At the corner of a dark grey building in Portland’s Central Eastside, I step through the unassuming glass door into a sanitizing foot bath. This cleans any bacteria from the soles of my shoes. Then I tuck my hair into a bright blue hairnet. Around me, a half-dozen fellow journalists and writers do the same.
It’s 9 a.m. on a sunny summer morning and I’m very ready – and excited – to be on a private, guided tour of Salt & Straw’s main ice cream-making facility, the first stop on our two-day exploration of Oregon’s berry industry.
Five years ago, artisan ice cream mavens (and cousins) Tyler and Kim Malek exploded on the Rose City’s culinary scene soon after opening their first scoop shop on NE Alberta St. Now they have scoop shops on NW 23rd Ave. and SE Division St as well as a soft serve dessert bar, the Whiz Bang Bar, at the Pine Street Market in downtown.
And for the last three years, the facility I now stand in – about 5,000 square feet, at my best guess – is where all of Salt & Straw’s fresh, innovative ice creams are made. Up to 100 batches a day, we learn. If that’s not impressive enough, eighty percent of everything that goes into their ice cream is made right here and all the chocolate, coffee, jam, spirits, etc. that are currently squeezed into the storeroom will be completely used up within the next two weeks.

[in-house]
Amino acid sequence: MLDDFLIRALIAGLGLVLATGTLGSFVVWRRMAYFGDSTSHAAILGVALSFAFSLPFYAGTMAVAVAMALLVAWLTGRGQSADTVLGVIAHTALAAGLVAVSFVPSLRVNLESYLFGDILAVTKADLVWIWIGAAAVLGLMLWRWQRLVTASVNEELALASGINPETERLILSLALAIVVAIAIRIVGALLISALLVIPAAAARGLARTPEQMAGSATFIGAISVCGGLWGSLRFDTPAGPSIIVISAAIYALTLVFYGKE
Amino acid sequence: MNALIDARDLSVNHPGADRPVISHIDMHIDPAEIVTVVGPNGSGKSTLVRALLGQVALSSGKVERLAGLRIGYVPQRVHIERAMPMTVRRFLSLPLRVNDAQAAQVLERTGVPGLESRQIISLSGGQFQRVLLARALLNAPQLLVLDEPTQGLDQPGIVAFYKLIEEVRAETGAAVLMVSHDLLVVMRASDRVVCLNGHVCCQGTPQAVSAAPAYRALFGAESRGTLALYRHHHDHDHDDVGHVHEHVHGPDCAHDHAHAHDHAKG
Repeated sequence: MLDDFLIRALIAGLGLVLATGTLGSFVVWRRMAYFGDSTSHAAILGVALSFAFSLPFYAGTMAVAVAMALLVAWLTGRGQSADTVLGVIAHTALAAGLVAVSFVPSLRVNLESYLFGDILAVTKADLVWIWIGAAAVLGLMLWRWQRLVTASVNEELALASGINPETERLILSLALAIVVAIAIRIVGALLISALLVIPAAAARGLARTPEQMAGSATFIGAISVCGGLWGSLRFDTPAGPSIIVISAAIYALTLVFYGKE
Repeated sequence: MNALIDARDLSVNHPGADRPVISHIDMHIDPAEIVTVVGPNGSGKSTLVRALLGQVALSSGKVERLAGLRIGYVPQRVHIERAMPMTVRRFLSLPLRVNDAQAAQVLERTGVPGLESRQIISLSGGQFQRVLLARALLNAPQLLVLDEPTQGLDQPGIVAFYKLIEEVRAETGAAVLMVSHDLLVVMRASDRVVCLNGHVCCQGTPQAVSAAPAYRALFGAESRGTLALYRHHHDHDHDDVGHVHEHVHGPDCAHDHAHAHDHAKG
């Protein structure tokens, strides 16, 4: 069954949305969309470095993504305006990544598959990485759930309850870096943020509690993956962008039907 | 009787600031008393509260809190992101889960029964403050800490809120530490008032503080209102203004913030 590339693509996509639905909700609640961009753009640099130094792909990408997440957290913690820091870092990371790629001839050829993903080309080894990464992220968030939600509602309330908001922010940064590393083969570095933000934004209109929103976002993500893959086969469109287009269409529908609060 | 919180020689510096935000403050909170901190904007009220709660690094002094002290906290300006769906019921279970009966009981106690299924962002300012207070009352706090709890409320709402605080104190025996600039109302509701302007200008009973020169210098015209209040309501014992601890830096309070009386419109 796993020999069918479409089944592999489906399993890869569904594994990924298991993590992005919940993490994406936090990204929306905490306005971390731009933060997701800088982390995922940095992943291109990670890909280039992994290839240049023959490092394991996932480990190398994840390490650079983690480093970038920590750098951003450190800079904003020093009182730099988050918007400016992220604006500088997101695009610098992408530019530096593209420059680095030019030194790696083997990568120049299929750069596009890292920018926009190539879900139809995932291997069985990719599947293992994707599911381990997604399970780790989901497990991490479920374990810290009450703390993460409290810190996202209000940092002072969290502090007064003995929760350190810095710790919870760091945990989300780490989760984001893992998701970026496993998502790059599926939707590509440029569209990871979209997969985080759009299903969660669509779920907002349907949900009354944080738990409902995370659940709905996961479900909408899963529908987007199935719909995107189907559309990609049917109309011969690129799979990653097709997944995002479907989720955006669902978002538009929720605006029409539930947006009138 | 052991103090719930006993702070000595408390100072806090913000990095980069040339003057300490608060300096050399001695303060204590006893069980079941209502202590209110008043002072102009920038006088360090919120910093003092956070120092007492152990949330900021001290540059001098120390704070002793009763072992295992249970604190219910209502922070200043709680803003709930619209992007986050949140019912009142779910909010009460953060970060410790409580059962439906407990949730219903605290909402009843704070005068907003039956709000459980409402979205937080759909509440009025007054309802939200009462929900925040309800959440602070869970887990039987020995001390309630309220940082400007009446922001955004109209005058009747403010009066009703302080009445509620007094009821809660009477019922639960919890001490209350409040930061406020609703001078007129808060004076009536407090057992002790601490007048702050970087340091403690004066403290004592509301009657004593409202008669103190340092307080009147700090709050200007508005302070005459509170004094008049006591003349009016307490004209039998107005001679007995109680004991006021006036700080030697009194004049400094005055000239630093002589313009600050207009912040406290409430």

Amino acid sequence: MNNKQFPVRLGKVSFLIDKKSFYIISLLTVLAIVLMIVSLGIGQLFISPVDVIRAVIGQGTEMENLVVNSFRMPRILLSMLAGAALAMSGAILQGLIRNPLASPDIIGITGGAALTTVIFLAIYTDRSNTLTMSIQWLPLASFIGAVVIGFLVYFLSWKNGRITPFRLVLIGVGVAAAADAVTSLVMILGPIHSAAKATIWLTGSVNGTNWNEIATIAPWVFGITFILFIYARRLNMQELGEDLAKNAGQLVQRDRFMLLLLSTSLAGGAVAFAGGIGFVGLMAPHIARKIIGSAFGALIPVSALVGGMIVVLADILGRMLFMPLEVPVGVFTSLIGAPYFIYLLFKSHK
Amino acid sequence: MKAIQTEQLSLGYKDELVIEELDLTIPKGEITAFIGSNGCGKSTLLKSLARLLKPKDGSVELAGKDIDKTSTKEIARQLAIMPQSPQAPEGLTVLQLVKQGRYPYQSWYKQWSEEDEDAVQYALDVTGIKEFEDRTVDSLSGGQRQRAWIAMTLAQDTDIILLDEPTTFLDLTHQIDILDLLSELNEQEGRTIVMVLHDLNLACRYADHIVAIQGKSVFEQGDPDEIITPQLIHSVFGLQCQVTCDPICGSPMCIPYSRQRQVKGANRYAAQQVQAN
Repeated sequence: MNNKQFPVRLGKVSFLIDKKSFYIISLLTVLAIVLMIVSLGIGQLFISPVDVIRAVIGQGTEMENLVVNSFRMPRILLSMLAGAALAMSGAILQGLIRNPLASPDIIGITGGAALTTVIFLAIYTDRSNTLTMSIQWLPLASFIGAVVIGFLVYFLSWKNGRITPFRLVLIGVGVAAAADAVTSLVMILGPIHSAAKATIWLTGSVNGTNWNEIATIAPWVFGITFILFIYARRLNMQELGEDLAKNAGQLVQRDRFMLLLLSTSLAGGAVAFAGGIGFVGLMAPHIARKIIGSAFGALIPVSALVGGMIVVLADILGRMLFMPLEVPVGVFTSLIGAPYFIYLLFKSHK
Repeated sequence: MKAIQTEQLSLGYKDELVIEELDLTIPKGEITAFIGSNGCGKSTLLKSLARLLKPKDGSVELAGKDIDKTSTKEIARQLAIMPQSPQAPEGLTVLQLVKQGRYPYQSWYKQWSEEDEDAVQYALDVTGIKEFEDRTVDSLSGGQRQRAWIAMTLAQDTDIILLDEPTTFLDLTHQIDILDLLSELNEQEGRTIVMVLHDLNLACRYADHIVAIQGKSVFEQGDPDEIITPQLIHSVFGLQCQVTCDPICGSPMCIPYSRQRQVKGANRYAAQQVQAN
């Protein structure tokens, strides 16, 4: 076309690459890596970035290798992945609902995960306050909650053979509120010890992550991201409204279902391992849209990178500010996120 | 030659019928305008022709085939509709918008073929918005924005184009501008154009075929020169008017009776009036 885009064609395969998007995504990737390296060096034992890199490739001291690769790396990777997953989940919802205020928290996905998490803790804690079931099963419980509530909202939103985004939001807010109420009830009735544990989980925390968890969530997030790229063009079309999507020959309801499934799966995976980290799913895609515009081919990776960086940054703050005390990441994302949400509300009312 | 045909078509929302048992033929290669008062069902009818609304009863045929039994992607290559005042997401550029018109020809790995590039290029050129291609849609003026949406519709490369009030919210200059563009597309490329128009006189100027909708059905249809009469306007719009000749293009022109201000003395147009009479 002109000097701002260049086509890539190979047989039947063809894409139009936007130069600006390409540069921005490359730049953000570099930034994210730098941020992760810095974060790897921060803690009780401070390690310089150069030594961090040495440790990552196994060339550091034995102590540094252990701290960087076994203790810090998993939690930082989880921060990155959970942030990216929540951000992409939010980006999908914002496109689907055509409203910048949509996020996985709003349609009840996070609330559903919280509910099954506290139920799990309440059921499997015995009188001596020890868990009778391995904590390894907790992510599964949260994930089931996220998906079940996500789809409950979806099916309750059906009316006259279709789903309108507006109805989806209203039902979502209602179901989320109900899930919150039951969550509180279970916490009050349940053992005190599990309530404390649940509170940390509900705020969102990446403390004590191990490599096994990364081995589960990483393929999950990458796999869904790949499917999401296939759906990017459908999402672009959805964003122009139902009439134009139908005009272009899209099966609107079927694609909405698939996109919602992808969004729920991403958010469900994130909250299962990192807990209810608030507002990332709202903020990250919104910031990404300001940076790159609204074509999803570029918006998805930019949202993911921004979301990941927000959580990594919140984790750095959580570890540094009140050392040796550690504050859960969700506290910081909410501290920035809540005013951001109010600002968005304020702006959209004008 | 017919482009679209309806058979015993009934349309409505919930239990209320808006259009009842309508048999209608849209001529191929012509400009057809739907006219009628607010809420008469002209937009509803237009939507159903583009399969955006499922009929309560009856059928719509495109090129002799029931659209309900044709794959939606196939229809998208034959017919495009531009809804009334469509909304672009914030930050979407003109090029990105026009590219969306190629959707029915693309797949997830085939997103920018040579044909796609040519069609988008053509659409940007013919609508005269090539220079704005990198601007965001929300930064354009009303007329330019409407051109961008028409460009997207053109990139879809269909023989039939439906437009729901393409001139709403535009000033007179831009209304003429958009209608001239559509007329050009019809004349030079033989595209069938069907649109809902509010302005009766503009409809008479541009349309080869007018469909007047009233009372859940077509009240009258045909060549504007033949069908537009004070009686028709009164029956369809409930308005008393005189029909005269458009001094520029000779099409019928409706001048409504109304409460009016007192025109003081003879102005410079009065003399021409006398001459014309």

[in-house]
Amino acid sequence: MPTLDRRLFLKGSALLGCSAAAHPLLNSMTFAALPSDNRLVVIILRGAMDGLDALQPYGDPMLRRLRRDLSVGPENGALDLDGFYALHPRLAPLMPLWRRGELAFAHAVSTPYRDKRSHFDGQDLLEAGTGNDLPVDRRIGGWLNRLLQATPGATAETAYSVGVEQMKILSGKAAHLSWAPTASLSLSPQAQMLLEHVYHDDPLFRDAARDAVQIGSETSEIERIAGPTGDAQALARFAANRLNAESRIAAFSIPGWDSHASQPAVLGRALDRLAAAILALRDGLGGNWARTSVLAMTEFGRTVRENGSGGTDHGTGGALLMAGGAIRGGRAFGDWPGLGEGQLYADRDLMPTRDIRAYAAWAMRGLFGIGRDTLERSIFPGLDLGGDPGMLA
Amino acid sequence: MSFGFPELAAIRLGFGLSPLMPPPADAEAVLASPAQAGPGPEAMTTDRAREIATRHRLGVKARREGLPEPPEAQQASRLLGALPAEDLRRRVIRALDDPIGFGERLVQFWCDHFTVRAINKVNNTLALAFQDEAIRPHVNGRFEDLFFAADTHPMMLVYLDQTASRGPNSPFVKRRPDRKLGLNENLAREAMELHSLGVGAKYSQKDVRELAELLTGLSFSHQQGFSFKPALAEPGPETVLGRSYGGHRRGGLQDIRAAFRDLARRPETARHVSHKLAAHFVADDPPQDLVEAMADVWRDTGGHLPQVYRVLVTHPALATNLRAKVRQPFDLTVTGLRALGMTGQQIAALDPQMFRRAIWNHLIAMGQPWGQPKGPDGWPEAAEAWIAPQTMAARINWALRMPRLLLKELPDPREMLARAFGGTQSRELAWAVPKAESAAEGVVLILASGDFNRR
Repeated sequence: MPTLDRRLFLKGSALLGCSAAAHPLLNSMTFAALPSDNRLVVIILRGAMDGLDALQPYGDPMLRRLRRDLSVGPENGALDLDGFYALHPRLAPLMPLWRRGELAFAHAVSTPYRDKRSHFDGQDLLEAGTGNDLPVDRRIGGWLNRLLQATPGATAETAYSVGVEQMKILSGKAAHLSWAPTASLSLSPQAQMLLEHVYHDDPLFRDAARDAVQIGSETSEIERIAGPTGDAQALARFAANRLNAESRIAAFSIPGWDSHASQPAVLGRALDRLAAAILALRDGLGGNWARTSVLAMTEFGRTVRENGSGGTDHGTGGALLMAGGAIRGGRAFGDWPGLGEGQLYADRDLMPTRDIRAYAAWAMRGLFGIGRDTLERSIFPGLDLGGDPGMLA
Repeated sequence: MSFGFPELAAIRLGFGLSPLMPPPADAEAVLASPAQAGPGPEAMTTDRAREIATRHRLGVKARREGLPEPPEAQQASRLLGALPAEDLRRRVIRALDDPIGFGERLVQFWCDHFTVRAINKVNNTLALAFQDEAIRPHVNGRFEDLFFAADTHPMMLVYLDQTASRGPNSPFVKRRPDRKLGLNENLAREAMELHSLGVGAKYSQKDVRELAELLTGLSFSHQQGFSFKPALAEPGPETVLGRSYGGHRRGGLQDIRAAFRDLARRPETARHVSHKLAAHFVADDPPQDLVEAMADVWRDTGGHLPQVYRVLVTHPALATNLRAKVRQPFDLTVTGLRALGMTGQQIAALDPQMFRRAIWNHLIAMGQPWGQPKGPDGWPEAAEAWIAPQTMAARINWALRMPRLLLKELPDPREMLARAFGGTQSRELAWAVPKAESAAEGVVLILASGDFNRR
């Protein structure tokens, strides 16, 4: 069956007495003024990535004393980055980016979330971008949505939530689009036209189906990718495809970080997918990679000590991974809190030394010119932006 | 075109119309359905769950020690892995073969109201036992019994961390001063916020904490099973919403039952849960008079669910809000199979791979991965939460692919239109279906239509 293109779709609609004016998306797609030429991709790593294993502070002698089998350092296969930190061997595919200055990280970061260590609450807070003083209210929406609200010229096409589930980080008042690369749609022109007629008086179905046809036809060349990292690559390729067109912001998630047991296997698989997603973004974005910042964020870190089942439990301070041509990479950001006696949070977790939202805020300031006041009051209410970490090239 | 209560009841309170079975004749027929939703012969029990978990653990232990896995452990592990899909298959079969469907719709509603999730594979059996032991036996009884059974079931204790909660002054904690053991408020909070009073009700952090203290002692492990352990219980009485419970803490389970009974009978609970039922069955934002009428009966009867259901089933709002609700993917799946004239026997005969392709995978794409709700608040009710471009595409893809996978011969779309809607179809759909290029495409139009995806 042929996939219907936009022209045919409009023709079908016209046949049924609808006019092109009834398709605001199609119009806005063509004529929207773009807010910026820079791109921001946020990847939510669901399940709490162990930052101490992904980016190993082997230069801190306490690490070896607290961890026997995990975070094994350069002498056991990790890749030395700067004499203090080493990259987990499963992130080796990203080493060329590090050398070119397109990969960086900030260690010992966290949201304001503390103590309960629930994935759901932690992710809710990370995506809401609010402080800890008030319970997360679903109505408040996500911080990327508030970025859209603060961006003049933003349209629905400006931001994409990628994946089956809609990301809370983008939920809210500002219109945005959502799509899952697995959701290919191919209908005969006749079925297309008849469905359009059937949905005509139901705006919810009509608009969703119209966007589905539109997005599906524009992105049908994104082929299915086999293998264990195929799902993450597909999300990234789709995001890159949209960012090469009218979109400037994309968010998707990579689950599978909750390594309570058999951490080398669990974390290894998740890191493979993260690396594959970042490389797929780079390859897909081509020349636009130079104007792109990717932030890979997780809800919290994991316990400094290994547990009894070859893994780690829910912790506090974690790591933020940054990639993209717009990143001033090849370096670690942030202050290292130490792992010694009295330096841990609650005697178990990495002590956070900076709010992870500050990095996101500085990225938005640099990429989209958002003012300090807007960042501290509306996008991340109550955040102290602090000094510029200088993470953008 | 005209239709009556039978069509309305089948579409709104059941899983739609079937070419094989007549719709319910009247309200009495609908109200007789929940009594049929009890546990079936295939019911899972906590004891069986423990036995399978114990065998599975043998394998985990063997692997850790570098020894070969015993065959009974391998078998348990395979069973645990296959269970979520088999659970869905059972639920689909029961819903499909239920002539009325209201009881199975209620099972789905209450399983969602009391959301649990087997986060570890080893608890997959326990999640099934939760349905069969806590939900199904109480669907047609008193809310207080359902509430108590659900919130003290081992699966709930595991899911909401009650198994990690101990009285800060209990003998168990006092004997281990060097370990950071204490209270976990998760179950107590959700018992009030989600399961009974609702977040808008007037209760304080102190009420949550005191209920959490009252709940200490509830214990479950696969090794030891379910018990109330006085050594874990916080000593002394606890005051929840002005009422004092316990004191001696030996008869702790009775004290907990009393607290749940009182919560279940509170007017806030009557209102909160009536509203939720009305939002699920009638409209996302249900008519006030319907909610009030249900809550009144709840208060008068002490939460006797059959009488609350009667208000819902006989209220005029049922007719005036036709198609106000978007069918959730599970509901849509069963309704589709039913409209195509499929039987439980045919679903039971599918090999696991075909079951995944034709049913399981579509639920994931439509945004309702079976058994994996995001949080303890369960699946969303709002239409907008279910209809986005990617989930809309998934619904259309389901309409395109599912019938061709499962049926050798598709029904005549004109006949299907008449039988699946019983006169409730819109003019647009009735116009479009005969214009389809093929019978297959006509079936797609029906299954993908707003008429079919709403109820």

After a chilly walk through the enormous freezer (it’s negative 40 degrees inside so none of us wish to linger) we stop at one of the workstations filled with buckets of fresh Oregon berries and jugs of cream, just in time for the annual Oregon Berry Festival.
A short time later, we finish our tour with a round of pints, the flavors including the sweet-tart Wild-Foraged Berry Sherbet, Gin Spiced Blackberry Jam with Chocolate Chips and Goat Cheese Marionberry Habanero. Cheers!